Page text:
We’re giving thanks for clean air, but what’s that new smell?
By Hawaiian Volcano Observatory Special to West Hawaii Today | Sunday, November 25, 2018, 12:05 a.m.
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Sulfur dioxide and hydrogen sulfide gases themselves are not visible, but dramatic plumes are sometimes visible at Kilauea Volcano’s summit (shown here) and Puʻu ʻŌʻō. These plumes are a result of atmospheric conditions rather than increased volcanic activity, and frequently occur when warm volcanic gases condense as they are released into cooler air temperatures of early mornings or evenings. (USGS photo)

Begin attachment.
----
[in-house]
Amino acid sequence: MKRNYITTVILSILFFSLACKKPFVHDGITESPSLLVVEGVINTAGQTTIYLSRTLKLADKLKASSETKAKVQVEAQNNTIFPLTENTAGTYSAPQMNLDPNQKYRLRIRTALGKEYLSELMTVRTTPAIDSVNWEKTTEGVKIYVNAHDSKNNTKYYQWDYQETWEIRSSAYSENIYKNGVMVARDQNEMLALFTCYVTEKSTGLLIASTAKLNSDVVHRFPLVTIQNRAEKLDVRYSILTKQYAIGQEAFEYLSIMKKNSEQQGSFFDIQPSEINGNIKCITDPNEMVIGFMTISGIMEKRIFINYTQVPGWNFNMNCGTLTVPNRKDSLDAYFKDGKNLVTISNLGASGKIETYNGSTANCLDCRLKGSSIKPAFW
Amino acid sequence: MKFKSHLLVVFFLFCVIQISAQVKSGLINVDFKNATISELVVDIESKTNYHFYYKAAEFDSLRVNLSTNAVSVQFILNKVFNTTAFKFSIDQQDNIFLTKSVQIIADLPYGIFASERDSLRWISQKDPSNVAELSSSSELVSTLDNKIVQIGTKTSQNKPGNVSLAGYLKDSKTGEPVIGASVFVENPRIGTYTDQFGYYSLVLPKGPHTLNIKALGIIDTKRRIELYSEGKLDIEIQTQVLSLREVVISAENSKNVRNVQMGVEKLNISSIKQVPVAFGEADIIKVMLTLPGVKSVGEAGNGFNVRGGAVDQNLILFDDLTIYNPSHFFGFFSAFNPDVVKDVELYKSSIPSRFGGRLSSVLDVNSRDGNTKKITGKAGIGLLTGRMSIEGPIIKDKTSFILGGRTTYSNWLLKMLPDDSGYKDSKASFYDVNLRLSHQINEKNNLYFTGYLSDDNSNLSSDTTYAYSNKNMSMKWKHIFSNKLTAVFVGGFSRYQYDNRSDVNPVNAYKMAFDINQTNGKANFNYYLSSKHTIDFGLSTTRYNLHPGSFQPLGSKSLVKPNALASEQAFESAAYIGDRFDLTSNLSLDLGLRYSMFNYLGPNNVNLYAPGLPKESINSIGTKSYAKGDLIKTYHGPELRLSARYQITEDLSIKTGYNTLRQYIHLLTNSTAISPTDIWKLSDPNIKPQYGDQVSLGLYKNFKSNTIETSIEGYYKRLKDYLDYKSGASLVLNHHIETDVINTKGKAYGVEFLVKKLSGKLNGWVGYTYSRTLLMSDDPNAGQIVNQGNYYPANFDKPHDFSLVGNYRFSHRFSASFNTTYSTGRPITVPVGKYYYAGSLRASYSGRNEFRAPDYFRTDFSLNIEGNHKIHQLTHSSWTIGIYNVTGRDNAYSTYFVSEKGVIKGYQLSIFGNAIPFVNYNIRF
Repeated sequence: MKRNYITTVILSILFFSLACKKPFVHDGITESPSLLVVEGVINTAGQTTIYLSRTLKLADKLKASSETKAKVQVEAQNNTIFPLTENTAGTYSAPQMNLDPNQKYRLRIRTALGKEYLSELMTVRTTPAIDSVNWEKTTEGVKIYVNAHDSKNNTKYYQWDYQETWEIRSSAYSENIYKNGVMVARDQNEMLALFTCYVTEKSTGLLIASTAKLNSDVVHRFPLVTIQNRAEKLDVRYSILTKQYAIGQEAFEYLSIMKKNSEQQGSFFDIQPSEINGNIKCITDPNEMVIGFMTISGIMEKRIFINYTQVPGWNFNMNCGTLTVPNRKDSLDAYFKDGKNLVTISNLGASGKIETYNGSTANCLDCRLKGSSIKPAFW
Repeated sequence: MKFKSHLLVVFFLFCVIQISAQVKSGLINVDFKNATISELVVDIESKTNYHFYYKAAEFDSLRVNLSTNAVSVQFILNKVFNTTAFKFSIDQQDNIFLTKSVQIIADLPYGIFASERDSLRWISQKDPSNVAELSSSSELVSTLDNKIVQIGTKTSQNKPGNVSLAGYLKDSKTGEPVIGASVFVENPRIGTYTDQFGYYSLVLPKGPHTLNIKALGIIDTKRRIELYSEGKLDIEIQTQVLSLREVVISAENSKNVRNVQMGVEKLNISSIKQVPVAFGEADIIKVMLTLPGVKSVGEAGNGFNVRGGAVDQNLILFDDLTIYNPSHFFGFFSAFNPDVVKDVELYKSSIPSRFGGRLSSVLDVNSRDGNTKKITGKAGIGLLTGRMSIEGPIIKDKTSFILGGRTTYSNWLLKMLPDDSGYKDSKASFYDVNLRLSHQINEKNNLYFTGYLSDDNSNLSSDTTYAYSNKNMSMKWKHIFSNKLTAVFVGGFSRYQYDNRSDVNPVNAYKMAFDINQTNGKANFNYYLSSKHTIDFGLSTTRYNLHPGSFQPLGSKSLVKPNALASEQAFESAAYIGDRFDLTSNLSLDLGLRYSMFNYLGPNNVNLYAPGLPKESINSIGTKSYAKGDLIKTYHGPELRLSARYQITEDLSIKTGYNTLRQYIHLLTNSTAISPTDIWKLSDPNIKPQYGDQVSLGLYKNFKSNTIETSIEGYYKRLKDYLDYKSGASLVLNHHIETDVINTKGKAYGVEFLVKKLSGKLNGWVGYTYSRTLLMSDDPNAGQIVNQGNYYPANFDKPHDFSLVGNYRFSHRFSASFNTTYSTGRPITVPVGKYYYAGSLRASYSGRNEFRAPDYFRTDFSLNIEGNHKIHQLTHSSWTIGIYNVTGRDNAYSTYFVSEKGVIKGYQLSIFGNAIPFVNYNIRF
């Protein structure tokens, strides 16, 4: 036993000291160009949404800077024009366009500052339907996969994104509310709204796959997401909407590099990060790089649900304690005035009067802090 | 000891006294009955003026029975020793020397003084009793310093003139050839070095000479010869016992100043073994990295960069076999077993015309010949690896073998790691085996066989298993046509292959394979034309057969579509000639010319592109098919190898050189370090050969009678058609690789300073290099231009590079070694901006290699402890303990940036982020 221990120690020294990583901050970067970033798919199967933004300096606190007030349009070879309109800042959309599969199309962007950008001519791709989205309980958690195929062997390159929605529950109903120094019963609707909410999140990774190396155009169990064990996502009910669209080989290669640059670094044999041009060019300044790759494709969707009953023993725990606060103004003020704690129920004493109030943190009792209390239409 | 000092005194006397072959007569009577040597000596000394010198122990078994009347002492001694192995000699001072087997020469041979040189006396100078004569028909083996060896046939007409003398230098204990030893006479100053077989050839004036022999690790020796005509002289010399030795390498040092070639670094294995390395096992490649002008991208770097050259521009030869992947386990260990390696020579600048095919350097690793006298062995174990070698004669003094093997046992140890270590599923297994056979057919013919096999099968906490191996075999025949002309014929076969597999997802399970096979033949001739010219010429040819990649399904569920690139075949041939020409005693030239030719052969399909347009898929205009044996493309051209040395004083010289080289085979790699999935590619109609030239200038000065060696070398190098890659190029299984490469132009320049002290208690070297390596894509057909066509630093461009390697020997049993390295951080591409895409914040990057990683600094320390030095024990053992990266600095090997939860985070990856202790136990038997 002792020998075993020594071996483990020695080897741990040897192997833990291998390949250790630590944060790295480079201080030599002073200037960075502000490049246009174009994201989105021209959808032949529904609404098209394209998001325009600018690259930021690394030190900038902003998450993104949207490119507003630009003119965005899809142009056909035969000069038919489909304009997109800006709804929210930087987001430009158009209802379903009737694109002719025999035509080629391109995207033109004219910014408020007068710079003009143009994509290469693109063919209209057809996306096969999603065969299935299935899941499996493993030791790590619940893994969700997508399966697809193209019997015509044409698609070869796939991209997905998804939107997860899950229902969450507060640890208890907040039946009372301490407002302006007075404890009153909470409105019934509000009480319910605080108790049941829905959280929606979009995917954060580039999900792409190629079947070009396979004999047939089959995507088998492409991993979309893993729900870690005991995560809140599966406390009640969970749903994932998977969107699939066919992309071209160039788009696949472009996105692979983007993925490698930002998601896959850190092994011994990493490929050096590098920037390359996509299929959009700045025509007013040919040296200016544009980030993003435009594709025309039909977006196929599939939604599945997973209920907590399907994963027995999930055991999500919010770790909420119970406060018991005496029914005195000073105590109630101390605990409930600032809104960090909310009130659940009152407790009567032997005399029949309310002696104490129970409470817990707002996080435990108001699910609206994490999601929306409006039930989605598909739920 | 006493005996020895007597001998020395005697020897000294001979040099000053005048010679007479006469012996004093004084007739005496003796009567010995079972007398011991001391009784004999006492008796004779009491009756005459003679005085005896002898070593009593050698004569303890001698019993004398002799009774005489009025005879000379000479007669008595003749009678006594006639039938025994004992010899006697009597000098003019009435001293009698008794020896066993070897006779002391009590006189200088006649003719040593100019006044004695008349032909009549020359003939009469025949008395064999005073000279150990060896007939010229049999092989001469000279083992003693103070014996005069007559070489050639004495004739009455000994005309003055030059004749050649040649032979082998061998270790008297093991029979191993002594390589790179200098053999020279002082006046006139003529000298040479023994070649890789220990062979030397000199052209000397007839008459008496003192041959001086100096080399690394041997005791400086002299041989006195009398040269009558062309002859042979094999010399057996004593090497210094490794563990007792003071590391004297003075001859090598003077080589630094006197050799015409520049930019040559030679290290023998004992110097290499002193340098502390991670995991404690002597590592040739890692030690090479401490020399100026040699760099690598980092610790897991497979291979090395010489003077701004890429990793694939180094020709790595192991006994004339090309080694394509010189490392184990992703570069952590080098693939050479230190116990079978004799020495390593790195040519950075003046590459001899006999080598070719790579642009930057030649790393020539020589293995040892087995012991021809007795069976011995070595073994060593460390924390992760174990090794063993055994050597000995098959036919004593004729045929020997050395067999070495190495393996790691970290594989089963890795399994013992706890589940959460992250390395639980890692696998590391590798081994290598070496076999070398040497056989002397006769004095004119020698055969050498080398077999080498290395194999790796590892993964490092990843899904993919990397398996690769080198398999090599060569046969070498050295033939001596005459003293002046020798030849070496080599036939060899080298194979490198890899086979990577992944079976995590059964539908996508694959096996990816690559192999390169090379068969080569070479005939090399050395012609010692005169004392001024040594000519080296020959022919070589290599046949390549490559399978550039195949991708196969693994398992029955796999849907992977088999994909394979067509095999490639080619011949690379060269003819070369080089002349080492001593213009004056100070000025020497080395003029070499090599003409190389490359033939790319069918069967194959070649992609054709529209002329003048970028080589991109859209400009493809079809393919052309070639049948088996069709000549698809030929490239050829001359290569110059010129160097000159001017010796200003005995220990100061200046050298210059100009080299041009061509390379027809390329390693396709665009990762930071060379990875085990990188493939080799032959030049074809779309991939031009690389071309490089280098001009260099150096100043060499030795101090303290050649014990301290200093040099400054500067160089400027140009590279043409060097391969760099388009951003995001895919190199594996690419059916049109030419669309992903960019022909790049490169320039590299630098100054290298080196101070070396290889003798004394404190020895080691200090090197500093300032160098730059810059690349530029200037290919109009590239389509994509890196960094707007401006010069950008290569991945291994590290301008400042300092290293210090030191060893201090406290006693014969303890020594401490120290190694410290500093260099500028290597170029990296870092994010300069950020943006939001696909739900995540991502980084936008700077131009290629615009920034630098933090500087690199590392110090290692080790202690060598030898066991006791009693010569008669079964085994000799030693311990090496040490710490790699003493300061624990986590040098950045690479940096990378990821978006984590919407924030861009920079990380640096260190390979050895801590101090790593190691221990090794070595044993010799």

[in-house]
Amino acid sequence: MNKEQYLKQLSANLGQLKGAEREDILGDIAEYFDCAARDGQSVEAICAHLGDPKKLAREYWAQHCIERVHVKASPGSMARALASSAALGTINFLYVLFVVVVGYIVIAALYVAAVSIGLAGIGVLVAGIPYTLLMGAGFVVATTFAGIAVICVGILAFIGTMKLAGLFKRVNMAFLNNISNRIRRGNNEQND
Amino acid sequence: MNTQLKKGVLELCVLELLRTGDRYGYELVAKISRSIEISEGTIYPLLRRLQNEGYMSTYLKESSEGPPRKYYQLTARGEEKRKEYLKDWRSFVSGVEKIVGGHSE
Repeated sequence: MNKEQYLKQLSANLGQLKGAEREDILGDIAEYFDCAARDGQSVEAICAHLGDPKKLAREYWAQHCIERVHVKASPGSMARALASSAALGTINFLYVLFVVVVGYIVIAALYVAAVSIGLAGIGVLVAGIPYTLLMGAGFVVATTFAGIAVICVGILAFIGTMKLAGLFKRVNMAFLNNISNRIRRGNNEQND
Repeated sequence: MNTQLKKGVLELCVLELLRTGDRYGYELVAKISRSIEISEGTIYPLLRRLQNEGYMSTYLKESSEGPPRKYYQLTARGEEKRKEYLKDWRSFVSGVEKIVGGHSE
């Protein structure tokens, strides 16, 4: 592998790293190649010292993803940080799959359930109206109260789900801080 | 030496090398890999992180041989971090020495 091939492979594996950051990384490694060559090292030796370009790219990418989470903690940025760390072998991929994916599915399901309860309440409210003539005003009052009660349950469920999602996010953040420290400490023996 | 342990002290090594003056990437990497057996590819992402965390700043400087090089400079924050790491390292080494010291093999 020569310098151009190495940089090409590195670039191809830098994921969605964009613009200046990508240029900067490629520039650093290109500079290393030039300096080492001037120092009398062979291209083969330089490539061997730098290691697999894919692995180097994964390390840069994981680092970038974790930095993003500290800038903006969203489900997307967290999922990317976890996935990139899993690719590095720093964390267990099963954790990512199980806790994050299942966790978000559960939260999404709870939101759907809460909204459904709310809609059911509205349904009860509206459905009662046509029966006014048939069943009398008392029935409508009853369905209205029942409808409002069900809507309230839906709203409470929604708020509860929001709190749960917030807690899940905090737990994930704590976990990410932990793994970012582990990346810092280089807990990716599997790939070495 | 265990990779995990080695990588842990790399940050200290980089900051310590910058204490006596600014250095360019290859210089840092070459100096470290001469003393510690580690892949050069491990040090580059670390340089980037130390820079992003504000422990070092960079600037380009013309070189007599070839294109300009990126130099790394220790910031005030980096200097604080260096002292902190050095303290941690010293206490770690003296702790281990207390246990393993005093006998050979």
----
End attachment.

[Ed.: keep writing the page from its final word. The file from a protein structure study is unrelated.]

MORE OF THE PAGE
VOLCANOES NATIONAL PARK — We’re giving thanks for clean air, but what’s that new smell?